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DOJ (Finally) Releases Website ADA Accessibility Guidance – But Still No Clear Rules

Over half a decade after the industry developed its own standards in light of a lack of meaningful guidance from regulators, the Department of Justice recently issued a guidance document on compliance with the Americans with Disabilities Act (ADA) for website accessibility. While the DOJ still has not issued an enforceable regulation with explicit standards for website accessibility, the DOJ’s new guidance reaffirms the role of compliance with “WCAG” standards and signals an increased focus on the importance of making the internet more accessible.

What Does the Guidance Suggest About ADA Applicability to Websites?

The guidance illustrates the DOJ’s stance that the ADA’s requirements apply to all online services, programs, and activities of businesses that are open to the public, as well as to state and local governments. The guidance acknowledges that website accessibility can be achieved by abiding by the industry-developed Web Content Accessibility Guidelines (WCAG) 2.1. The WCAG asserts that web content should be “perceivable, operational, understandable, and robust” for all people. Specifically, users should be able to perceive the information presented through sight, hearing, or touch; all of the navigable components of the website should work and include full interaction capabilities for all people; the information should be easily understood; the content must be capable of reliable interpretation by most common assistive technologies.

According to the DOJ, website accessibility barriers include:

  1. Color cues alone to sort information: When websites sort information solely by color cues, people who are colorblind or rely on screen readers are not able to access the information in the same way others are.

  2. Images without text alternatives: People who are visually impaired are not able to understand the content and purpose of images when no text alternative is provided.

  3. Videos without captions: People with hearing disabilities may not be able to understand the information presented in a video if the video does not have captions.

How Does the Guidance Suggest Websites Comply with the ADA? 

The DOJ encourages applicable companies that operate websites to confirm accessibility via automated accessibility systems as well as manual checks and to include functions for the public to report accessibility issues. The guidance provides resources such as a comprehensive accessibility guide, a link to WCAG, and websites with tools and training on implementing website accessibility requirements.

The guidance recommends the following controls to ensure web accessibility:

  1. Color contrast

  2. Text cues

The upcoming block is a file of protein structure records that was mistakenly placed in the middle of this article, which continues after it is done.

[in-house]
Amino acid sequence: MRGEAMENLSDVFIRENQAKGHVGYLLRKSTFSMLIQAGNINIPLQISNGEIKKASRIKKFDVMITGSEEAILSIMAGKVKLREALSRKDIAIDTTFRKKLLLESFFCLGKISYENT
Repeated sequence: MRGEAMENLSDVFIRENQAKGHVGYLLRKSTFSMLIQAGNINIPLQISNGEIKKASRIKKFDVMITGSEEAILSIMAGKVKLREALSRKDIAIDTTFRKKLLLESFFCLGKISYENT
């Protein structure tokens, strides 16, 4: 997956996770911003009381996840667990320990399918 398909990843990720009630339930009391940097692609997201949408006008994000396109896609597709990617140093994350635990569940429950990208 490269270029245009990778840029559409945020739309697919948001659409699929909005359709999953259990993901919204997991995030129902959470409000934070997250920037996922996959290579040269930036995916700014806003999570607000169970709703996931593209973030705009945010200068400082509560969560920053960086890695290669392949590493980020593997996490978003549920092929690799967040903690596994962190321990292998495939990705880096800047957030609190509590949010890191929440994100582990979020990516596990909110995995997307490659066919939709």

3. Text alternatives

  4. Video captions

  5. Labels, keyboard access, and clear instructions in form fields

  6. Headings


Companies should take the DOJ’s guidance as an opportunity to assess whether their websites are accessible. Doing so in consultation with legal counsel may also mitigate the risks of enforcement actions, with private plaintiffs routinely pursuing class action claims under the ADA and state laws like the California Consumer Privacy Act.

The full guidance may be found here.   

© 2023 ArentFox Schiff LLPNational Law Review, Volume XII, Number 96

About this Author

Eva J. Pulliam Attorney Brand Protection Arent Fox Schiff Washington DC

Eva splits her time between Washington and San Francisco and concentrates her practice on brand protection: protecting data, brand image, and brand names. She advises clients across numerous industries on best practices in the areas of data privacy, advertising and marketing, and trademark. Household names, tech giants and startups, non-profits, and other innovative organizations call on Eva to guide them through product development and brand management. 

In the privacy space, Eva counsels clients around data collection, use, and transfer, as...

Christine Chong Privacy Attorney ArentFox Schiff San Francisco

As an Associate on the privacy, cybersecurity, and data protection team, Christine helps clients with regulatory compliance, data breach response, technology transactions, vendor contracting, marketing initiatives, and external and internal-facing policies. Her clients include international consumer products, e-commerce, manufacturing, data analytics services, retail and technology businesses, and not-for-profit organizations. 

Christine regularly advises on ethical data use, machine learning and artificial intelligence, vendor contracting, and...

Destiny Planter Attorney Copyright Law ArentFox Schiff Washington DC

Prior to joining ArentFox Schiff, Destiny was awarded the Frances Phillips Fellowship. She used this opportunity to work with the African Network for the Prevention and Protection against Child Abuse and Neglect and volunteer in orphanages in Kenya and Ghana. She then joined the Carolina College Advising Corps at Ben L. Smith High School in Greensboro, North Carolina, where she worked to increase the rates of college enrollment and completion among low-income, first-generation college and underrepresented high school students.

While in law...